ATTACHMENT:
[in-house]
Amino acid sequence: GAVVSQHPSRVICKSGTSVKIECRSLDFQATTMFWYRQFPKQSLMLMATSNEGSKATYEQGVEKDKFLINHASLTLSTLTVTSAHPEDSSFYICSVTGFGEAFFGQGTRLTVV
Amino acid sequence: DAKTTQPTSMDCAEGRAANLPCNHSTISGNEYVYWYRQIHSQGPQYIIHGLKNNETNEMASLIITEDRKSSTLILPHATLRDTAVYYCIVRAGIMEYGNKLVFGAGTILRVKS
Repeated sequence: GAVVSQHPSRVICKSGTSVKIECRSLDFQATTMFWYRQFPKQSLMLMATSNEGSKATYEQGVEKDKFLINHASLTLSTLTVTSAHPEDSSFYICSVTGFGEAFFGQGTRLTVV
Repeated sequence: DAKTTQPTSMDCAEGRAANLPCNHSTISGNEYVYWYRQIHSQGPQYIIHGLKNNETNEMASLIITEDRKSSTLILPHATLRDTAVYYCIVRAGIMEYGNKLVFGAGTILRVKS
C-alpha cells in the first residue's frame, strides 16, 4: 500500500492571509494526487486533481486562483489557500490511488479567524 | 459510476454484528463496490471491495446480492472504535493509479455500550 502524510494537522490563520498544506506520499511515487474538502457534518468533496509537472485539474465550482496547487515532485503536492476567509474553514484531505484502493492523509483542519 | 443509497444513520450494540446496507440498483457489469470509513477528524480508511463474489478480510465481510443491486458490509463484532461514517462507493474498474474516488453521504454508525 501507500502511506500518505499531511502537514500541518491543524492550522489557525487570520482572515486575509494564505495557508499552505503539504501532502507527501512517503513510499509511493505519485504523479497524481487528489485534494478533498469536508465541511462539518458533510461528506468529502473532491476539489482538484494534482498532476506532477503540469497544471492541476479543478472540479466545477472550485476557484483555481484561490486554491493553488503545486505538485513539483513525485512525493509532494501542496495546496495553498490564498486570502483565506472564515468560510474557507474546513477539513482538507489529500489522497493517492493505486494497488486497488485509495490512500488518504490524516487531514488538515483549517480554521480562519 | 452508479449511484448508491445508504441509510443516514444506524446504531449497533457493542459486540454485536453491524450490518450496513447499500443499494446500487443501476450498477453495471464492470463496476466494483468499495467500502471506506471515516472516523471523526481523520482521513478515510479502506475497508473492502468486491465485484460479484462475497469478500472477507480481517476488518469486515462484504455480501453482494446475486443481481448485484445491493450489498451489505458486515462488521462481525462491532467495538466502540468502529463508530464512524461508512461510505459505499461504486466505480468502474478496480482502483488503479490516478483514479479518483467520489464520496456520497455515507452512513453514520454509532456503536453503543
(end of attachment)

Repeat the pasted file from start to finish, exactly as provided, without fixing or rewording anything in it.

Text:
[in-house]
Amino acid sequence: GAVVSQHPSRVICKSGTSVKIECRSLDFQATTMFWYRQFPKQSLMLMATSNEGSKATYEQGVEKDKFLINHASLTLSTLTVTSAHPEDSSFYICSVTGFGEAFFGQGTRLTVV
Amino acid sequence: DAKTTQPTSMDCAEGRAANLPCNHSTISGNEYVYWYRQIHSQGPQYIIHGLKNNETNEMASLIITEDRKSSTLILPHATLRDTAVYYCIVRAGIMEYGNKLVFGAGTILRVKS
Repeated sequence: GAVVSQHPSRVICKSGTSVKIECRSLDFQATTMFWYRQFPKQSLMLMATSNEGSKATYEQGVEKDKFLINHASLTLSTLTVTSAHPEDSSFYICSVTGFGEAFFGQGTRLTVV
Repeated sequence: DAKTTQPTSMDCAEGRAANLPCNHSTISGNEYVYWYRQIHSQGPQYIIHGLKNNETNEMASLIITEDRKSSTLILPHATLRDTAVYYCIVRAGIMEYGNKLVFGAGTILRVKS
C-alpha cells in the first residue's frame, strides 16, 4: 500500500492571509494526487486533481486562483489557500490511488479567524 | 459510476454484528463496490471491495446480492472504535493509479455500550 502524510494537522490563520498544506506520499511515487474538502457534518468533496509537472485539474465550482496547487515532485503536492476567509474553514484531505484502493492523509483542519 | 443509497444513520450494540446496507440498483457489469470509513477528524480508511463474489478480510465481510443491486458490509463484532461514517462507493474498474474516488453521504454508525 501507500502511506500518505499531511502537514500541518491543524492550522489557525487570520482572515486575509494564505495557508499552505503539504501532502507527501512517503513510499509511493505519485504523479497524481487528489485534494478533498469536508465541511462539518458533510461528506468529502473532491476539489482538484494534482498532476506532477503540469497544471492541476479543478472540479466545477472550485476557484483555481484561490486554491493553488503545486505538485513539483513525485512525493509532494501542496495546496495553498490564498486570502483565506472564515468560510474557507474546513477539513482538507489529500489522497493517492493505486494497488486497488485509495490512500488518504490524516487531514488538515483549517480554521480562519 | 452508479449511484448508491445508504441509510443516514444506524446504531449497533457493542459486540454485536453491524450490518450496513447499500443499494446500487443501476450498477453495471464492470463496476466494483468499495467500502471506506471515516472516523471523526481523520482521513478515510479502506475497508473492502468486491465485484460479484462475497469478500472477507480481517476488518469486515462484504455480501453482494446475486443481481448485484445491493450489498451489505458486515462488521462481525462491532467495538466502540468502529463508530464512524461508512461510505459505499461504486466505480468502474478496480482502483488503479490516478483514479479518483467520489464520496456520497455515507452512513453514520454509532456503536453503543